The wonders of the newspaper biz

The wonders of the newspaper biz
As you've probably determined by now, Kay Hansen isn't very happy with me.

She has that right, I guess, just as she has a right to express her frustrations in a letter to the editor.

There are some issues, however, that she is ignoring. She chooses to not give these items the attention they deserve, because to recognize them as being true would make her critique of the Plain Talk and me more difficult.


Kay first called me shortly after we published the 2007 Clay County Fair Achievement Days results on Aug. 24. And, as you may conclude by reading her letter, she was not happy.

"After having seen what I feel was extremely disappointing coverage of the county fair, its lack of pictures, poor coverage of actual events and lack of fair insert I contacted you by phone to express my disappointment," she writes.

Thanks to the efforts of our local Extension office, we devoted four full pages to the fair on Aug. 24. We published the names of all purple, blue and red ribbon winners in every gamut of Achievements Days 4-H exhibitions, from beef and photography, to swine and horticulture and beyond.

We had room to sprinkle in a few photos among the results: shots from the demolition derby, the mud races, the fashion review and the lawn mower races.

We also published the names and placings of all of the county fair's open class division results.

The Aug. 24 issue didn't include the names of the grand and reserve champion winners. We were expecting to receive those results in time for publication in our Aug. 31 edition. I shared that information with Kay in our phone conversation, and indicated that I hoped it would also provide an opportunity to publish photos of grand and reserve champion winners that I had taken at the fair.

So we waited. Right up to our deadline for the Aug. 31 Plain Talk, when the Clay County Extension Office told us that they were unable to find the listings of the champions.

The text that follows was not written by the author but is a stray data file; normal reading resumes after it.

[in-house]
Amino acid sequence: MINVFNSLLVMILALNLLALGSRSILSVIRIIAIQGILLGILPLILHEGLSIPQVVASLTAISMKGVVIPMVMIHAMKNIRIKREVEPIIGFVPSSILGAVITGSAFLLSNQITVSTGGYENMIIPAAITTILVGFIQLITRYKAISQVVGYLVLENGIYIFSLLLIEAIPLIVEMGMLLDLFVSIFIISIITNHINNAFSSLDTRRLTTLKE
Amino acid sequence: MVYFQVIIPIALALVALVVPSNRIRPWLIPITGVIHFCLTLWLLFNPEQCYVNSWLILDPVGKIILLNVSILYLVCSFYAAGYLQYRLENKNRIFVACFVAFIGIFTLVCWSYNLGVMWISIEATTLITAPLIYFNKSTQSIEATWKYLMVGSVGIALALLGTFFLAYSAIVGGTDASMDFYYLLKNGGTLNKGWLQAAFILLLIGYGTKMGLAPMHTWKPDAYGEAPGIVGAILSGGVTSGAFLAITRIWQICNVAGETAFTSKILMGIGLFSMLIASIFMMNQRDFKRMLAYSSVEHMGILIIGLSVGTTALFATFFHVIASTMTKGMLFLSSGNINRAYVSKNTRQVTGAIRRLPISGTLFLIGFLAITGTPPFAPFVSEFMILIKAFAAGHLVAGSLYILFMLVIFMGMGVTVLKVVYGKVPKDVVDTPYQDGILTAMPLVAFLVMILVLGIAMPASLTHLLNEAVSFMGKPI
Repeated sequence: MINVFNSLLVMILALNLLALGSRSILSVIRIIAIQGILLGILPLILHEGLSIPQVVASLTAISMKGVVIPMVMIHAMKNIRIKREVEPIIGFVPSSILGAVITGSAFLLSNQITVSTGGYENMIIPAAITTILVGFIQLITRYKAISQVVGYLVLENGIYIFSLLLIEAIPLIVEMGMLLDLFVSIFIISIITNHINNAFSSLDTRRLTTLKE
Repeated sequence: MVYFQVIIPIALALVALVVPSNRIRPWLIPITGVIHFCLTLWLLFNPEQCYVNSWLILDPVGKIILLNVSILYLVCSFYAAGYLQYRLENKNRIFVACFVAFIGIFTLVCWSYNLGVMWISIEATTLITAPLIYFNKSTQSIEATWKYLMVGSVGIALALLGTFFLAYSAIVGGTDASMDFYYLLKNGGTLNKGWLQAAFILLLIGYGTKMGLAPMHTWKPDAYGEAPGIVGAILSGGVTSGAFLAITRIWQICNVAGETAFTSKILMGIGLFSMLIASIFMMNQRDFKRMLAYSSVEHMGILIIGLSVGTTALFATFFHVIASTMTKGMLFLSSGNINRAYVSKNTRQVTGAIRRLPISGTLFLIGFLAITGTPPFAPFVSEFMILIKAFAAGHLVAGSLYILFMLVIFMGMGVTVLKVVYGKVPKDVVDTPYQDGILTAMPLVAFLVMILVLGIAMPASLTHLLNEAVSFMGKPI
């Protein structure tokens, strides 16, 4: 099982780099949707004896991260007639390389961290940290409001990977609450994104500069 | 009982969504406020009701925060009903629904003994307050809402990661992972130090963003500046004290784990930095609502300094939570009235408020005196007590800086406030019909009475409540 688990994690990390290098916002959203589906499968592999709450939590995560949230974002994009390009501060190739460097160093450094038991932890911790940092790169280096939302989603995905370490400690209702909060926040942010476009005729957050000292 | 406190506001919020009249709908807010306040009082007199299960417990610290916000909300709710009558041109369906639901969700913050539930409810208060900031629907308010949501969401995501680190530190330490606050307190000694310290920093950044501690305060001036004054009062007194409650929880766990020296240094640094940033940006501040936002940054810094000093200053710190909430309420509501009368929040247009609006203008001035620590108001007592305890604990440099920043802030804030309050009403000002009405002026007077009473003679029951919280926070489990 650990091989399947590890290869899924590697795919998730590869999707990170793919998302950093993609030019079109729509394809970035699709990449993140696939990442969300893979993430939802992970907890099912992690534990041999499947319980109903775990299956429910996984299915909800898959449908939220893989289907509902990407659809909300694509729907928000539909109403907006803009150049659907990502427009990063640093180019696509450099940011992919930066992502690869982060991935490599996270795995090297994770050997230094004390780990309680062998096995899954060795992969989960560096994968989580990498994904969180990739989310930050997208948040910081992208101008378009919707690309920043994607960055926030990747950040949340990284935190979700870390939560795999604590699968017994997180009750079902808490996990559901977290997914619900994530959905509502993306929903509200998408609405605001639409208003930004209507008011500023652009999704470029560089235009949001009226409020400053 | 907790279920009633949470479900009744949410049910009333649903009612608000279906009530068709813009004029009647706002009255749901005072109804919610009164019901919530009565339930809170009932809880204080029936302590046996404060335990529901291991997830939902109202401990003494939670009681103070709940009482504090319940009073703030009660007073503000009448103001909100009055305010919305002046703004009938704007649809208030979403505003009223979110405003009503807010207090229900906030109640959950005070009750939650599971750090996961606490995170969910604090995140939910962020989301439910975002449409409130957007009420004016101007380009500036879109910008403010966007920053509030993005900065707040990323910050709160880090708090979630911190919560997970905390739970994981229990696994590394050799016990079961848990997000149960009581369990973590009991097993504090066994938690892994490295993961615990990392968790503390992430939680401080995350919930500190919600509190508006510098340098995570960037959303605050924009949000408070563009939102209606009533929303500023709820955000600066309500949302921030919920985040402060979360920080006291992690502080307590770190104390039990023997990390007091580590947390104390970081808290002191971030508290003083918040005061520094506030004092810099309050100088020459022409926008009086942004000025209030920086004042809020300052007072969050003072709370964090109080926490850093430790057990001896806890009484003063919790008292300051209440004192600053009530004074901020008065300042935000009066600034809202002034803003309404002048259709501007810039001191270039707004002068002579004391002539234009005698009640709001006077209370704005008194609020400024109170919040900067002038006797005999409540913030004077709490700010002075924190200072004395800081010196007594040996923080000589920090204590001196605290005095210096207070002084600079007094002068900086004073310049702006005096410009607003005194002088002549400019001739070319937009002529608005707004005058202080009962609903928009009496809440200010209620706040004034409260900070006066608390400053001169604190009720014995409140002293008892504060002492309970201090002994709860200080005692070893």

"Onto anger. Several weeks went by without the promised 'fair coverage.' No photos, no article, nothing!" Kay writes.

Naturally, she called again. I told her the truth. We had been told that the grand and reserve champion results could not be found, I said.

Kay's reply? I was to blame. I was now doubly guilty of not only failing to publish those results, but also being responsible for the fact that they couldn't be found so we therefore were unable to publish them.

In her letter, she fails to mention that I told her I had hoped that conversations I had earlier that day with individuals closely involved with the fair would provide a solution to this dilemma. I was hoping they, perhaps, might know who typed those results. Perhaps they were still on that individual's computer. Perhaps the typist had printed them but had not told any of the Extension staff where they were filed.

At any rate, I was hopeful those results would be found. I suppose I could have told Kay that everything would be fine and dandy, but I opted, instead, to be honest with her.

I told her that the chances of publishing both the photos and the grand and reserve results of the fair nearly a month after the event likely would be slim. After all, the second "hunt" for the results wasn't launched until mid-September.

And I never promised Kay anything, although she would like you to believe I did. I told her that we were already stretched to our limits covering current news. A court hearing for David Lykken. A groundbreaking ceremony for Vermillion's new city hall. The outbreak of a parasitic illness.

Not to mention the host of other news we try to provide every week on a regular basis. Sesquicentennial Highlights. Chamber Chat. Club reports. Obituaries, engagements and wedding write-ups. School news. Sports. Commentary. And so on.

Although we do our work with no single person in mind, we hope that every week, we individually meet the needs of all of our readers. Somehow, Kay took offense when, during our conversation, I said I was trying to satisfy her.

As she notes in her letter, I have delighted, frustrated, and angered her. Her response? To tell our readers that she doesn't trust me. I don't follow through on my promises. I'm just a snake in the grass, a charlatan.

This whole experience has reminded me of the wonders of the newspaper business. If you're an editor or reporter, you have a unique opportunity to interact with people with wide, varying backgrounds, education and interests. Many of them understand the limitations of a weekly newspaper, and are grateful when we are able to give attention to issues they find to be of particular importance.

On occasion, we interact with overly sensitive people. They are demanding. They expect things right now, even when those items are beyond our control.

This is all part of the newspaper business. It's what makes this a challenging field; there's so much to do, in so little time, to hopefully bring a top-notch product to our readers.

Do readers become unhappy with us? Sometimes. Nearly everyone who has a problem with us is eventually satisfied. We make sure of that.

Nearly everyone.

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